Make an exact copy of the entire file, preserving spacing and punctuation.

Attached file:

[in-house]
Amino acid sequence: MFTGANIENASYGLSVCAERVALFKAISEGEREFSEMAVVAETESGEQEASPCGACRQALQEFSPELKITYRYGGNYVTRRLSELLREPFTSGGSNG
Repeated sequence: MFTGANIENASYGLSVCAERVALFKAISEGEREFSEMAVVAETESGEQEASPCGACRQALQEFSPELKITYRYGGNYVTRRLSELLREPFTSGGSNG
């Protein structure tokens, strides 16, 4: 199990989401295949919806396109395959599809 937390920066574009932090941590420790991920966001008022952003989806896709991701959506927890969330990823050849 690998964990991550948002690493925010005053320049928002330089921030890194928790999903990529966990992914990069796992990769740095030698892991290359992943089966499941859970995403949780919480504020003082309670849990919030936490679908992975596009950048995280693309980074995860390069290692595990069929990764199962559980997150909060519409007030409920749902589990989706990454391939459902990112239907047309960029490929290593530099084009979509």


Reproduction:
[in-house]
Amino acid sequence: MFTGANIENASYGLSVCAERVALFKAISEGEREFSEMAVVAETESGEQEASPCGACRQALQEFSPELKITYRYGGNYVTRRLSELLREPFTSGGSNG
Repeated sequence: MFTGANIENASYGLSVCAERVALFKAISEGEREFSEMAVVAETESGEQEASPCGACRQALQEFSPELKITYRYGGNYVTRRLSELLREPFTSGGSNG
């Protein structure tokens, strides 16, 4: 199990989401295949919806396109395959599809 937390920066574009932090941590420790991920966001008022952003989806896709991701959506927890969330990823050849 690998964990991550948002690493925010005053320049928002330089921030890194928790999903990529966990992914990069796992990769740095030698892991290359992943089966499941859970995403949780919480504020003082309670849990919030936490679908992975596009950048995280693309980074995860390069290692595990069929990764199962559980997150909060519409007030409920749902589990989706990454391939459902990112239907047309960029490929290593530099084009979509």